The 5-4 corporate Supreme Court majority ruling in the 2009 Citizens United case that corporations are persons, with the same rights as natural persons to donate unlimited sums to support or oppose political candidates, was the straw that broke the camel's back. Large numbers of Americans finally realized that legal bribery is driving a stake into the heart of American democracy and concentrating both economic and political power in the richest 1% of our citizenry.
In the wake of Citizens United, there's been a growing popular backlash against this legal bribery. Several organizations have begun trying to reverse Citizens United by starting the arduous task of amending the constitution to overturn the Supreme Court's pernicious decision on corporate personhood.
But simply reversing Citizens United would not go far enough.
Surprisingly, the person who has done the most to crystallize where the movement to end the legal bribery at the heart of America's political system needs to go is a MSNBC news anchor Dylan Ratigan. Ratigan's "Get Money Out" campaign is not just about stopping corporate contributions. It's about stopping the wealthiest Americans--whether as individuals or organized into corporations--from legally bribing politicians to do their bidding.
To understand why Dylan Ratigan's "Get Money Out" campaign is getting it right, let's take a quick look at the history of Supreme Court decisions on campaign finance. The legalization of political bribery did not begin with Citizens United, although it made matters worse. The problem of legalized bribery goes back to the Supreme Court's 1976 decision in Buckley v Valeo that money equals speech under the First Amendment and that, as a result, Congress can make no law that caps the amount of money that a candidate may spend on getting elected.
While money has always played a role in politics, the amount of money that is contributed to political campaigns, parties, and so-called independent PACS exploded in the decades after Buckley v Valeo. It is now expected that Barack Obama and his Republican opponent will each raise and spend nearly $1 billion in the 2012 Presidential campaign and all political candidates for Federal office are expected to spend a total of $6 billion. It's impossible to raise this kind of money from thousands of small contributions--It's only possible to raise it from the wealthiest Americans who, as a result, have an undue influence on political decisions.
It's no wonder that the in three decades since Buckley v Valeo, the incomes of the bottom 99% of Americans stagnated and the incomes of the top 1% exploded. This growth in income disparity is the direct result of government policies, including tax policies and regulatory policies, designed to increase the wealth of the top 1% who fund most politicians' campaigns at the expense of the 99% who cannot afford to make large campaign contributions.
Citizens United made a bad situation worse. But it did not create the system of legalized bribery in American politics. It will take an overwhelming effort to amend the Constitution to end the system of legalized bribery. The effort isn't worth it if it just restores the system that existed two years ago before Citizens United was decided.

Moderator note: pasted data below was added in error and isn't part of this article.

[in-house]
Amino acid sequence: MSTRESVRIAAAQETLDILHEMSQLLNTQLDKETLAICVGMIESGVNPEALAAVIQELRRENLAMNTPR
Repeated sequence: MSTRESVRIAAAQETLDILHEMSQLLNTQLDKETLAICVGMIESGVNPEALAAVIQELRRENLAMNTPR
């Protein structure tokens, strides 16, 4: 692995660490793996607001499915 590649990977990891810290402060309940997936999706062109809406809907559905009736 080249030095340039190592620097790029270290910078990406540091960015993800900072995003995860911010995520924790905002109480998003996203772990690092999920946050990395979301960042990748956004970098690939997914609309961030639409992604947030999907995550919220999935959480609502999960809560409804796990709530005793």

That's why Dylan Ratigan is right that what's needed is a mass citizen's movement to get money out of politics, which means not just ending corporate personhood, but ending the principle that spending unlimited sums of money on political campaigns is the same as speech and is protected by the 1st Amendment.
In the wake of Citizens United, several organizations have proposed Constitutional Amendments which take a variety of approaches to reducing or eliminating the role of money in politics:
• Public Citizen, the consumer advocacy organization first founded by Ralph Nader in 1971, has proposed a Constitutional Amendment to reverse Citizens United by declaring that corporations and other artificial business organizations, other than media corporations, are not persons with First Amendment rights of free speech under the First Amendment. (Public Citizen's proposed amendment does not address the issue of whether money equals speech.)
• Likewise, the organization Free Speech for People, founded by John Bonifaz, has proposed an Amendment stating that corporations, limited liability companies and similar organizations are not persons under the US Constitution and that Congress and the states have the right to regulate them. This proposed Amendment doesn't go as far as the one proposed by Public Citizen since it would require further action by Congress or state legislatures to limit the right of corporations to make political contributions.
• Harvard law professor Lawrence Lessig has proposed several versions of a possible Constitutional Amendment. His latest version has several parts: First, non-citizens would not be allowed to contribute to candidates for political office, which would presumably eliminate corporate contributions. Second, citizens could contribute up to $100 per election cycle to federal candidates, which would eliminate large contributions from wealthy individuals. Third, Congress would have the power to limit, but not ban so-called "independent political expenditures". Presumably this would continue to allow so-called PACS, which do not formally coordinate with a candidate, to expend large sums of money supporting or opposing candidates, subject to such reasonable limits as Congress might choose to enact. This leaves a large loophole for big money interests to influence federal elections. (Lessig has joined with an organization called Rootstrikers to organize public support for his proposed Amendment.)